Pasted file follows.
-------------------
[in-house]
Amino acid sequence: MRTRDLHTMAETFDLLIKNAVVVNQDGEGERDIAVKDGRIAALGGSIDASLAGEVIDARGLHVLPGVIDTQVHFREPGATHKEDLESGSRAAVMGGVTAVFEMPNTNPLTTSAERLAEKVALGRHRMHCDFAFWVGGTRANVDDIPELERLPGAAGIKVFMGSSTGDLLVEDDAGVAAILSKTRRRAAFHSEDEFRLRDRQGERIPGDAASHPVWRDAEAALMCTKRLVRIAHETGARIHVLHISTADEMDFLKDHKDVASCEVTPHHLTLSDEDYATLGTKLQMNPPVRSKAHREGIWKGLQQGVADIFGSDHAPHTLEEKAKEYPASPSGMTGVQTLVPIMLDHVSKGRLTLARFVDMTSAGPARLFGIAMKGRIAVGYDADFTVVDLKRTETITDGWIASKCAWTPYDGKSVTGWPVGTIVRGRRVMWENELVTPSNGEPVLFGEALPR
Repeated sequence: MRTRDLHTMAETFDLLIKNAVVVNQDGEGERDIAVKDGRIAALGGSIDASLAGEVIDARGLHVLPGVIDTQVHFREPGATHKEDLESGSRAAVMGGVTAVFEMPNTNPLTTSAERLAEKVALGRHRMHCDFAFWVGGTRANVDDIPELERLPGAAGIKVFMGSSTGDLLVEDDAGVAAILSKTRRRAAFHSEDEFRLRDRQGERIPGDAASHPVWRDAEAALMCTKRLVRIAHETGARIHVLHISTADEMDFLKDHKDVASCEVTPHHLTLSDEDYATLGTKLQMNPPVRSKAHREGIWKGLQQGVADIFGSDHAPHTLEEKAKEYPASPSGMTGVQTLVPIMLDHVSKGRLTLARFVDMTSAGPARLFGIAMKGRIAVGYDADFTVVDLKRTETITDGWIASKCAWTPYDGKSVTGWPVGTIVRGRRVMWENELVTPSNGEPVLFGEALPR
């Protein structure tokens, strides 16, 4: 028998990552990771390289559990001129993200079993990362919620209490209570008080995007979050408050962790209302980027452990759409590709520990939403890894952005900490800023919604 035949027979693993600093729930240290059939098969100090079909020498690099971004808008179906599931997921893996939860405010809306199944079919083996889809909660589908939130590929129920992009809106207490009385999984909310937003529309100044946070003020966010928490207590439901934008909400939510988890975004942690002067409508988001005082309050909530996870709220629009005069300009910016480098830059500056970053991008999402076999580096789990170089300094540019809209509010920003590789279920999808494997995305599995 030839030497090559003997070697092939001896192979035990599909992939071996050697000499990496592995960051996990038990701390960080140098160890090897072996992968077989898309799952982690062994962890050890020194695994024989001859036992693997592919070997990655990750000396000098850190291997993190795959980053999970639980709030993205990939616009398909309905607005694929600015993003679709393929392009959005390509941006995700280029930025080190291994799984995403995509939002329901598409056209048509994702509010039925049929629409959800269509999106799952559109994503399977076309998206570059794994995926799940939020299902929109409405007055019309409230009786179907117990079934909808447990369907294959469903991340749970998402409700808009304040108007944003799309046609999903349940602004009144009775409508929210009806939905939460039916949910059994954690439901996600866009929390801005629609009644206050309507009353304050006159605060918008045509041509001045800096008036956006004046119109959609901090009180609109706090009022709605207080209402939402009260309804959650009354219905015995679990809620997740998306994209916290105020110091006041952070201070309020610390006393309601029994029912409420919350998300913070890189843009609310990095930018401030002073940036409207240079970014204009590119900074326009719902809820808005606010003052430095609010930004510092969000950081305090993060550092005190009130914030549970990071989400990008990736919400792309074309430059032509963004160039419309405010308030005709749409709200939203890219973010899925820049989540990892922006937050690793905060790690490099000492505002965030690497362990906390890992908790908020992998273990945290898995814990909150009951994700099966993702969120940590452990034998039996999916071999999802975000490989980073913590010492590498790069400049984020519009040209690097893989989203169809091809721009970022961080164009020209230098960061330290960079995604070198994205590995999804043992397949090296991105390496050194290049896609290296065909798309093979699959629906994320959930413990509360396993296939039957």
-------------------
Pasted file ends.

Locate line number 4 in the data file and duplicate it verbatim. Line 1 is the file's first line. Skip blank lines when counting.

């Protein structure tokens, strides 16, 4: 028998990552990771390289559990001129993200079993990362919620209490209570008080995007979050408050962790209302980027452990759409590709520990939403890894952005900490800023919604 035949027979693993600093729930240290059939098969100090079909020498690099971004808008179906599931997921893996939860405010809306199944079919083996889809909660589908939130590929129920992009809106207490009385999984909310937003529309100044946070003020966010928490207590439901934008909400939510988890975004942690002067409508988001005082309050909530996870709220629009005069300009910016480098830059500056970053991008999402076999580096789990170089300094540019809209509010920003590789279920999808494997995305599995 030839030497090559003997070697092939001896192979035990599909992939071996050697000499990496592995960051996990038990701390960080140098160890090897072996992968077989898309799952982690062994962890050890020194695994024989001859036992693997592919070997990655990750000396000098850190291997993190795959980053999970639980709030993205990939616009398909309905607005694929600015993003679709393929392009959005390509941006995700280029930025080190291994799984995403995509939002329901598409056209048509994702509010039925049929629409959800269509999106799952559109994503399977076309998206570059794994995926799940939020299902929109409405007055019309409230009786179907117990079934909808447990369907294959469903991340749970998402409700808009304040108007944003799309046609999903349940602004009144009775409508929210009806939905939460039916949910059994954690439901996600866009929390801005629609009644206050309507009353304050006159605060918008045509041509001045800096008036956006004046119109959609901090009180609109706090009022709605207080209402939402009260309804959650009354219905015995679990809620997740998306994209916290105020110091006041952070201070309020610390006393309601029994029912409420919350998300913070890189843009609310990095930018401030002073940036409207240079970014204009590119900074326009719902809820808005606010003052430095609010930004510092969000950081305090993060550092005190009130914030549970990071989400990008990736919400792309074309430059032509963004160039419309405010308030005709749409709200939203890219973010899925820049989540990892922006937050690793905060790690490099000492505002965030690497362990906390890992908790908020992998273990945290898995814990909150009951994700099966993702969120940590452990034998039996999916071999999802975000490989980073913590010492590498790069400049984020519009040209690097893989989203169809091809721009970022961080164009020209230098960061330290960079995604070198994205590995999804043992397949090296991105390496050194290049896609290296065909798309093979699959629906994320959930413990509360396993296939039957």